Tuesday, September 13, 2011

A Rorschbach test for traders

The Rorschbach inkblot test was supposedly an interesting psychological test. You looked at an inkblot and what you saw said more about the you than the inkblot.

Here is an interesting test for both bulls and bears. On Monday, US equities rallied in the last hour on reports from various media outlets that the Italians were in serious discussions with the Chinese about buying Italian debt. Here is the original report from the FT and another from the WSJ.

For the bulls who are ready to jump in on the long side on this news, consider the following trade as a test of your resolve.

The SNB has indicated its willingness to defend the CHFEUR exchange rate to prevent the Swiss Franc from rising any further against the euro. In effect, the SNB has become the liquidity provider of last resort to the eurozone. Given the combination of Swiss resolve and the news of a possible Chinese rescue of Italy, why not put on the long Italy/short Switzerland carry trade? Two-year Italian paper is yielding roughly 4.5%:

Italian Bonds - 2 year gross yield

...while Swiss two-year paper is yielding a measly 6 basis points - effectively zero:

Swiss Government Bond generic 2-year Note bid yield

Imagine you're a hedge fund. Buy Italy and short Switzerland. Lever the trade up 10x or 20x. Think of your return!

If you're truly bullish and believe that this represents the turning point, then would you put on that trade? Underlying that assumption is that, even if Greece defaults, any contagion would be contained before it reaches Italy.

Of course, there is the contention from ZeroHedge (which has always a bearish bias) that Asians are reluctant to buy Italian bonds because if the ECB won't buy it, why should they?
On one hand we have FT "reporting" about Chinese Italian bond purchasing ambitions citing "unidentified Italian officials" one day ahead of a major Italian bond auction (wink wink nudge nudge). On the other hand, we have Reuters, citing a real live Italian Finance Minister (though not for long) Giulio Tremonti, who tells us a slightly different story, which, gasp, cites real live people: "Italian Economy Minister Giulio Tremonti said on Thursday that Asian investors are reluctant to buy Italian bonds because it sees they are not being bought by the European Central Bank."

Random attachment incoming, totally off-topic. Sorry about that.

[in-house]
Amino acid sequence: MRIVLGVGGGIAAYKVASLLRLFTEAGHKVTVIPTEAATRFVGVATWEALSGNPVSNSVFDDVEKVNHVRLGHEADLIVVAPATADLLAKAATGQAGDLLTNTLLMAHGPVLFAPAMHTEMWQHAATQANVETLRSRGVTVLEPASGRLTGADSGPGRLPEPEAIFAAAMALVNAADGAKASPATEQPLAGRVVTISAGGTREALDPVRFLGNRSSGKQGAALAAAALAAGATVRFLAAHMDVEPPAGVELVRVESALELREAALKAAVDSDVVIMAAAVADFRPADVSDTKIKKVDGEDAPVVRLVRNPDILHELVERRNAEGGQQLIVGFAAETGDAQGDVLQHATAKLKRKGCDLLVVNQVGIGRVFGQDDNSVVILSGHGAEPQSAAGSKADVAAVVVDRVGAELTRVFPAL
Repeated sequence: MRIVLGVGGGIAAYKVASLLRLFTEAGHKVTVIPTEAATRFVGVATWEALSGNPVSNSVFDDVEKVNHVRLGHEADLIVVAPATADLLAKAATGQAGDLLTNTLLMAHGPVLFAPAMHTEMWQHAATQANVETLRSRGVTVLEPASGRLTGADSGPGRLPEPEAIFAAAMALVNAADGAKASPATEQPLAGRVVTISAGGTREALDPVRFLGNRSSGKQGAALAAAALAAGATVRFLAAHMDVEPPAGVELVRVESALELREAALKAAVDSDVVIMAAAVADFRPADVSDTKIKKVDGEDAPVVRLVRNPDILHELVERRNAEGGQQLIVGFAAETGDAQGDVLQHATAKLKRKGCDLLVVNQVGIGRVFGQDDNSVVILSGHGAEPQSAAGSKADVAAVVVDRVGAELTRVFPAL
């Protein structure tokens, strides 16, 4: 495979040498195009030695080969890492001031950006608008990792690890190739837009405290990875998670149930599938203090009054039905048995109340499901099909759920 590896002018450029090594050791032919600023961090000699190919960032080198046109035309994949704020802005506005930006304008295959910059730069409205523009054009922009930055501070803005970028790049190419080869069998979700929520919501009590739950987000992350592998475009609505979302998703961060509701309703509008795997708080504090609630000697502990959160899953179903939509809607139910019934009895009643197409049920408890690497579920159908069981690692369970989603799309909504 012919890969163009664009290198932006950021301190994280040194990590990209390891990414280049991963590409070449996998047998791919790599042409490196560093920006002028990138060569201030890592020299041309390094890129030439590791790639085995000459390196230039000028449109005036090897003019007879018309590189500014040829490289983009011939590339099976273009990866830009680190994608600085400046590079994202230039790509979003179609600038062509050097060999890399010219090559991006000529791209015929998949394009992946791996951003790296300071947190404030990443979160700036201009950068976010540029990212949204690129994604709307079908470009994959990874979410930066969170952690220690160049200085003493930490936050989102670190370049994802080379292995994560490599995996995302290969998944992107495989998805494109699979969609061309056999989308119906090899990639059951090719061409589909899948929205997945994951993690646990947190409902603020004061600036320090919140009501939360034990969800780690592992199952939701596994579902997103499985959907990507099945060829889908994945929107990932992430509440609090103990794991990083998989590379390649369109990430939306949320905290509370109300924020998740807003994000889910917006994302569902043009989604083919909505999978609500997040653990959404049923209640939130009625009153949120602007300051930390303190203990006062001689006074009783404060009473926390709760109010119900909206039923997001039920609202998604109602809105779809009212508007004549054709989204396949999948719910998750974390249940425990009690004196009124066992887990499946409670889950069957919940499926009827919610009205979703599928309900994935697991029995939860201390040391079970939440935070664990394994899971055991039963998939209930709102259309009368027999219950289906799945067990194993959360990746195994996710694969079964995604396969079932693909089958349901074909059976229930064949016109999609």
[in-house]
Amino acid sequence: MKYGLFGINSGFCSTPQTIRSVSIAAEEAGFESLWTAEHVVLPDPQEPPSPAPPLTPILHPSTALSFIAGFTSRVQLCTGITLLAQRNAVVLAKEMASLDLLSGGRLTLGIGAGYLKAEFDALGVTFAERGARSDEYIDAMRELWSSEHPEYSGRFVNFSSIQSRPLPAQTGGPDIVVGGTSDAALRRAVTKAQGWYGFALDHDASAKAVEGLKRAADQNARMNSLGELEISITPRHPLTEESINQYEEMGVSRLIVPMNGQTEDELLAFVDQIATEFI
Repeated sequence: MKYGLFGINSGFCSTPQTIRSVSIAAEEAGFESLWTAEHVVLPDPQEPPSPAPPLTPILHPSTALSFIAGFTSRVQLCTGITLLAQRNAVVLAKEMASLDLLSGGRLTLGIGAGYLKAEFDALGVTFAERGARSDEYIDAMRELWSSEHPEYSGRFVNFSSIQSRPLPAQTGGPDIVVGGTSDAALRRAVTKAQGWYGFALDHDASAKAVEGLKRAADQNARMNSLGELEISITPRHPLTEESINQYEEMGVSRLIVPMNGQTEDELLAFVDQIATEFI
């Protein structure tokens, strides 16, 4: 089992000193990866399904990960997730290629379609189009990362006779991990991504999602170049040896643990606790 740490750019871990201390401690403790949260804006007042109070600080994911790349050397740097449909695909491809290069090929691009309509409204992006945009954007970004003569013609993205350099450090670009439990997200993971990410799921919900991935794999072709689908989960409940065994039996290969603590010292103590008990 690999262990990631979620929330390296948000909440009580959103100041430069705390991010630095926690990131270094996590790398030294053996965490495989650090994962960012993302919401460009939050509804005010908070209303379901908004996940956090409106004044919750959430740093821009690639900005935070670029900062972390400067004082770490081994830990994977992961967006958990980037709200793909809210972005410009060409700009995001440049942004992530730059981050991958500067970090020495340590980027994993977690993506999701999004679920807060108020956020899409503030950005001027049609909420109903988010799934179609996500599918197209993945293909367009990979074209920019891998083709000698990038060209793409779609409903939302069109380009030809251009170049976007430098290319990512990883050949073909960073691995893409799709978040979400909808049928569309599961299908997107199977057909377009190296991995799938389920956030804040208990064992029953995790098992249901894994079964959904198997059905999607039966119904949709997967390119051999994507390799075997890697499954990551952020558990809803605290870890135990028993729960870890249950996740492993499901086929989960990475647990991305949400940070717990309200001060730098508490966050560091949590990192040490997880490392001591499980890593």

For the bulls, the answer is, "It doesn't matter what the ECB does. The SNB stands ready to provide oodles of euro liquidity to the market."

For the bears, there is that minor item in the WSJ article stating that CIC has $200 billion in reserves. Assuming that only a small fraction of the $200 billion goes into Italian bonds, will it be enough?

Where do you stand?

Disclaimer: I am not advocating that you take any position in the long Italy/short Swiss trade. It's just a way of getting you to think through the implications of these latest developments.

Cam Hui is a portfolio manager at Qwest Investment Fund Management Ltd. ("Qwest"). This article is prepared by Mr. Hui as an outside business activity. As such, Qwest does not review or approve materials presented herein. The opinions and any recommendations expressed in this blog are those of the author and do not reflect the opinions or recommendations of Qwest.

None of the information or opinions expressed in this blog constitutes a solicitation for the purchase or sale of any security or other instrument. Nothing in this article constitutes investment advice and any recommendations that may be contained herein have not been based upon a consideration of the investment objectives, financial situation or particular needs of any specific recipient. Any purchase or sale activity in any securities or other instrument should be based upon your own analysis and conclusions. Past performance is not indicative of future results. Either Qwest or Mr. Hui may hold or control long or short positions in the securities or instruments mentioned.

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